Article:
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Chapter 8. Dumping a crashed kernel for later analysis

To analyze why a system crashed, you can use the kdump service to save the contents of the system’s memory for later analysis. This section provides a brief introduction to kdump, and information about configuring kdump using the RHEL web console or using the corresponding RHEL system role.

8.1. What is kdump

kdump is a service providing a crash dumping mechanism. The service enables you to save the contents of the system’s memory for later analysis. kdump uses the kexec system call to boot into the second kernel (a capture kernel) without rebooting; and then captures the contents of the crashed kernel’s memory (a crash dump or a vmcore) and saves it. The second kernel resides in a reserved part of the system memory.

Important

A kernel crash dump can be the only information available in the event of a system failure (a critical bug). Therefore, ensuring that kdump is operational is important in mission-critical environments. Red Hat advise that system administrators regularly update and test kexec-tools in your normal kernel update cycle. This is especially important when new kernel features are implemented.

8.2. Configuring kdump memory usage and target location in web console

The procedure below shows you how to use the Kernel Dump tab in the Red Hat Enterprise Linux web console interface to configure the amount of memory that is reserved for the kdump kernel. The procedure also describes how to specify the target location of the vmcore dump file and how to test your configuration.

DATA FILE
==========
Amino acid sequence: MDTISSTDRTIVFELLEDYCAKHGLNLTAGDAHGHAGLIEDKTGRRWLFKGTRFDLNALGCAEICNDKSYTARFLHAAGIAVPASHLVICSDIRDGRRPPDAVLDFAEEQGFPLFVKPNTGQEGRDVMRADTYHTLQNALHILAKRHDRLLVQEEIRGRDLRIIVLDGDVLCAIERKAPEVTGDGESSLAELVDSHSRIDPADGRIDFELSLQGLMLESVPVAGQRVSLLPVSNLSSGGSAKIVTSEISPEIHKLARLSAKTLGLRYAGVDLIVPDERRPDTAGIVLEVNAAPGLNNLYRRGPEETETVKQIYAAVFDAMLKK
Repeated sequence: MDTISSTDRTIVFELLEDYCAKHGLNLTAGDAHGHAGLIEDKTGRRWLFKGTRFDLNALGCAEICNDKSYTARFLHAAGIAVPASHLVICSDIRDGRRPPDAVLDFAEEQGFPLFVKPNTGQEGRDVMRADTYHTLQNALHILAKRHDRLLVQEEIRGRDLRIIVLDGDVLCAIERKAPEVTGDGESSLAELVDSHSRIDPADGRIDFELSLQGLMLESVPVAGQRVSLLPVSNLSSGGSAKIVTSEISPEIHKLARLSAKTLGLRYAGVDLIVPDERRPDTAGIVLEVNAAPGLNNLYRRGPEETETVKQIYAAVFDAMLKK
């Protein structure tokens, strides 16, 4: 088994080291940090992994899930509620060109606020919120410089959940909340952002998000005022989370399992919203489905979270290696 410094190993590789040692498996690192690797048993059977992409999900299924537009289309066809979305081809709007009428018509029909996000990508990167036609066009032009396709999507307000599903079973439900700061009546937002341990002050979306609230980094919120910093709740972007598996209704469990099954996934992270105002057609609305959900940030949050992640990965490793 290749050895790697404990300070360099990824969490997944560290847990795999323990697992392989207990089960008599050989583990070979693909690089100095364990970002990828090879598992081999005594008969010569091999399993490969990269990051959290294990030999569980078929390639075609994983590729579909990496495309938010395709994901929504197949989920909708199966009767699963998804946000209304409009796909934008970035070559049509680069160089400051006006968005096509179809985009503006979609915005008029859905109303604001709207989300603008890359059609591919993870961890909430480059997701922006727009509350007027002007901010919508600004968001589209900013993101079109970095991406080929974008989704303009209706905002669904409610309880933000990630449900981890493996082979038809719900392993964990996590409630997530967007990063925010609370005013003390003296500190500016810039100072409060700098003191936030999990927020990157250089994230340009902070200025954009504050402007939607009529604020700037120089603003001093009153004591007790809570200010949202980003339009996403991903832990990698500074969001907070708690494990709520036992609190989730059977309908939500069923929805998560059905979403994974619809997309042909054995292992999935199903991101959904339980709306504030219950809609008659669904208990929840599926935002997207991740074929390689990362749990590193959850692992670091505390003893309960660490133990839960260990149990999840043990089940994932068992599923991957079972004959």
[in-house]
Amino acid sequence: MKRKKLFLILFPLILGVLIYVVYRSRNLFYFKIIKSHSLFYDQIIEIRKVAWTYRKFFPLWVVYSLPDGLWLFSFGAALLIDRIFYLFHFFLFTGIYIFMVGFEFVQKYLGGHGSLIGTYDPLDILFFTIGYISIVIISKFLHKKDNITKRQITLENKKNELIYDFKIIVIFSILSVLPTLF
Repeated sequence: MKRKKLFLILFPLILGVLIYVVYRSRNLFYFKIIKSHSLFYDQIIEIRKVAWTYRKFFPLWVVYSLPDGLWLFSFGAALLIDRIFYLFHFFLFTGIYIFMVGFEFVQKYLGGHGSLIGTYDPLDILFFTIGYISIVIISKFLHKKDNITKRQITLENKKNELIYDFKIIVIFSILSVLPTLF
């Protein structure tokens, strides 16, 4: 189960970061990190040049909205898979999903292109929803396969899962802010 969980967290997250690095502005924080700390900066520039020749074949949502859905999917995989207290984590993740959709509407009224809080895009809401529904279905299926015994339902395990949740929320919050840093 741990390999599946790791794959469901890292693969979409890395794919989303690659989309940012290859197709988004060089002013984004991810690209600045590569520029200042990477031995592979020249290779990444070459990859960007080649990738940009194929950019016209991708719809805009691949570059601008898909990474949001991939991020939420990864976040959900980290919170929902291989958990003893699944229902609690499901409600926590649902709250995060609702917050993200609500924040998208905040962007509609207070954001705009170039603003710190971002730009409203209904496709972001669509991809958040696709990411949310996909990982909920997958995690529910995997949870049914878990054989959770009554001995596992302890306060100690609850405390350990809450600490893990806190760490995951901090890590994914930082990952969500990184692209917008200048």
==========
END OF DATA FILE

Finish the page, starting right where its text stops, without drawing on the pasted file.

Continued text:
Procedure

  1. Open the Kernel Dump tab and start the kdump service.
  2. Configure the kdump memory usage using the command line.
  3. Click the link next to the Crash dump location option.

    web console initial screen
  4. Select the Local Filesystem option from the drop-down and specify the directory you want to save the dump in.

    web console crashdump target
    • Alternatively, select the Remote over SSH option from the drop-down to send the vmcore to a remote machine using the SSH protocol.

      Fill the Server, ssh key, and Directory fields with the remote machine address, ssh key location, and a target directory.

    • Another choice is to select the Remote over NFS option from the drop-down and fill the Mount field to send the vmcore to a remote machine using the NFS protocol.

      Note

      Tick the Compression check box to reduce the size of the vmcore file.

  5. Test your configuration by crashing the kernel.

    web console test kdump config
    Warning

    This step disrupts execution of the kernel and results in a system crash and loss of data.

8.3. kdump using RHEL System Roles

RHEL System Roles is a collection of Ansible roles and modules that provide a consistent configuration interface to remotely manage multiple RHEL systems. The kdump role enables you to set basic kernel dump parameters on multiple systems.

Warning

The kdump role replaces the kdump configuration of the managed hosts entirely by replacing the /etc/kdump.conf file. Additionally, if the kdump role is applied, all previous kdump settings are also replaced, even if they are not specified by the role variables, by replacing the /etc/sysconfig/kdump file.

The following example playbook shows how to apply the kdump system role to set the location of the crash dump files:

---
- hosts: kdump-test
  vars:
    kdump_path: /var/crash
  roles:
    - rhel-system-roles.kdump

For a detailed reference on kdump role variables, install the rhel-system-roles package, and see the README.md or README.html files in the /usr/share/doc/rhel-system-roles/kdump directory.

Additional resources

8.4. Additional resources